Power of prayer pushes profits at RDS
Eucharistic Congress helps Dublin institution to bumper year
Archbishop of Dublin Diarmuid Martin at the opening of the 50th International Eucharistic Congress ceremony and Mass in the RDS. Photograph: Alan Betson
Faith and security were key elements in the Royal Dublin Society in Ballsbridge increasing its surplus by 27 per cent to a record €2.1 million in 2012.
The 282-year-old institution had a bumper year thanks to hosting the International Eucharistic Congress, which drew an attendance of 15,000 last June, and the OSCE (Organisation for Security and Co-operation in Europe) Ministerial Conference, which brought 1,200 delegates to Dublin.
You can add to that two Bruce Springsteen outdoor concerts, the annual Dublin Horse Show, which attracts about 88,000 over its five days, Leinster Rugby’s roster of home matches, including the RaboDirect PRO12 Final against the Ospreys, and a raft of exhibitions, exams and other gatherings.
The RDS’s income rose by 15.2 per cent to just more than €19 million while its expenses were 19 per cent higher at €16.5 million. Income wise, this was the society’s best year since 2008, when the economy crashed.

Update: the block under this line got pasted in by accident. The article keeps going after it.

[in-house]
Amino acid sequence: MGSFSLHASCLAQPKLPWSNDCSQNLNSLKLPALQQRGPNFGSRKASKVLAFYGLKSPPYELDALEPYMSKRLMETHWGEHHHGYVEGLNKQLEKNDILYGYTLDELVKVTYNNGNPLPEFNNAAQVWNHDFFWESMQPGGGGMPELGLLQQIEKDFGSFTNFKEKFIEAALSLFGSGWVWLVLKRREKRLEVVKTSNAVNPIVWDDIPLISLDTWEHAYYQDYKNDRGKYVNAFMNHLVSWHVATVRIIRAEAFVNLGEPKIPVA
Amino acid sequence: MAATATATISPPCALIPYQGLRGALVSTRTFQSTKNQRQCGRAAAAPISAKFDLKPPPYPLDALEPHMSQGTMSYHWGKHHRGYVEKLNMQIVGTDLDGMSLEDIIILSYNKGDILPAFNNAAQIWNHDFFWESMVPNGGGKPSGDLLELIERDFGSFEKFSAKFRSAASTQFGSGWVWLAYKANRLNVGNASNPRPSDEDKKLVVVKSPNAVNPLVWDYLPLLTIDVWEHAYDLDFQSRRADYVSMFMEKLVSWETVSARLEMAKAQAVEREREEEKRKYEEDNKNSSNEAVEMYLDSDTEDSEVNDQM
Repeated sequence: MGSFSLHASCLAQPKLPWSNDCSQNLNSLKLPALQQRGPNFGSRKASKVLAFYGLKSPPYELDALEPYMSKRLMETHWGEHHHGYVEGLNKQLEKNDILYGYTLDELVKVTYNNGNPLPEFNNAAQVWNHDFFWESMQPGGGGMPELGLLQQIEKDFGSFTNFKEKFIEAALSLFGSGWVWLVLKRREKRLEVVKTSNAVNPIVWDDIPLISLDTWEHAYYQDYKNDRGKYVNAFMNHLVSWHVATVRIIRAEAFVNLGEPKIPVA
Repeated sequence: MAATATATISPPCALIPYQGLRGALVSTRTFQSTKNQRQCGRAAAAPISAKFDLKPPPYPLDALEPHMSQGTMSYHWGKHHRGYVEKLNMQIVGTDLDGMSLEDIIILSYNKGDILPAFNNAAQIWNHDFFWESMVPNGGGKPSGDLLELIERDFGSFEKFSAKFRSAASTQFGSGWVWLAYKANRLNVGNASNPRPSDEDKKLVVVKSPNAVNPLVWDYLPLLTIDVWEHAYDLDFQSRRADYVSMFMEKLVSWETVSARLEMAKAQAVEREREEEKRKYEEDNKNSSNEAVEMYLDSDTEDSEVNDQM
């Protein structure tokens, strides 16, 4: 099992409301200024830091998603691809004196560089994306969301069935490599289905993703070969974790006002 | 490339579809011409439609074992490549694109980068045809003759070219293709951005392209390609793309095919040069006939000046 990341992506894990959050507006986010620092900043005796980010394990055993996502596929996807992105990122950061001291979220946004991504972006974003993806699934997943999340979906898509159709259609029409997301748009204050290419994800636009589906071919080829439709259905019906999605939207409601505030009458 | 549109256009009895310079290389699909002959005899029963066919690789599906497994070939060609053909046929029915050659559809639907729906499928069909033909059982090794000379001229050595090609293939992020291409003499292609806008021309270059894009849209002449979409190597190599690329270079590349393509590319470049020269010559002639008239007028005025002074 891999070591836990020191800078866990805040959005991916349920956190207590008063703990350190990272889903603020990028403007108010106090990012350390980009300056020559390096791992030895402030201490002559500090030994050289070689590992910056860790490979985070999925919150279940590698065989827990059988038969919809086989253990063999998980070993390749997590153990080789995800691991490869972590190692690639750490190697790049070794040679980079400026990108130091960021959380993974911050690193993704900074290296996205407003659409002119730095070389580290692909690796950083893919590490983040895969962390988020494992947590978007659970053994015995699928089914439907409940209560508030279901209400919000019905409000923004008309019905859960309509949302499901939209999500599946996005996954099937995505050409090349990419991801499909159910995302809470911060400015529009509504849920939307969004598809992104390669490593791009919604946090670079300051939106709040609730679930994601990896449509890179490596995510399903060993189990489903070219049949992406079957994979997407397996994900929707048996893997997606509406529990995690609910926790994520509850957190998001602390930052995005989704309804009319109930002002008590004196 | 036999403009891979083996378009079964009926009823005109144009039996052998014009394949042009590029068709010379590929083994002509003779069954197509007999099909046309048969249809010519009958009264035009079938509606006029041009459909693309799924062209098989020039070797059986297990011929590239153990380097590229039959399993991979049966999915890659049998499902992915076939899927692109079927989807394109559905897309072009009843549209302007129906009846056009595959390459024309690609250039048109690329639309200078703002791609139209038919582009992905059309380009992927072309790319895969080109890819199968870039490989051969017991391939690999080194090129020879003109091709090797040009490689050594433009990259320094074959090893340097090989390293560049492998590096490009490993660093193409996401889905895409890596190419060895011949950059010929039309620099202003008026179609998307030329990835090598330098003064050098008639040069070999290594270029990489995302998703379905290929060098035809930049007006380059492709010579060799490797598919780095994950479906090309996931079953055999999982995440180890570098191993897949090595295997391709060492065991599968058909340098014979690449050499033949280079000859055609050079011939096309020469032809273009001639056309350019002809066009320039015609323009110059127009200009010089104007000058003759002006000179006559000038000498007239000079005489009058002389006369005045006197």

This gave the society an operating surplus of €2.5 million. Interest payments on its offices development on Simmonscourt Road reduced by roughly one-third to €635,000 while the finance costs amounted to €128,000. Investment income increased by 38 per cent to €289,000.
The RDS closed 2012 with 3,932 members, slightly down on the previous year.
Chief executive Michael Duffy acknowledged that the Eucharistic Congress and OSCE were once-off events and that the RDS’s performance this year is likely to be “more in line” with 2011. “They drove revenue in an exceptional way,” Duffy said.
This year, the RDS will rock to the sound of two old stagers – Rod Stewart and Neil Young – while the venue will host the Amlin Cup Final, European rugby’s second tier competition to the Heineken Cup.
Duffy said plans to sell the naming rights to the venue are still progressing.
“We’ve been in active discussions for the past few months with two or three parties,” he said.
Funding from the rights would help towards the cost of replacing the Anglesea Stand with a more modern structure.
The RDS also has permission to build additional offices on its grounds but this expires in 2014.
Duffy said the society would only proceed with the offices if it could pre-let to tenants.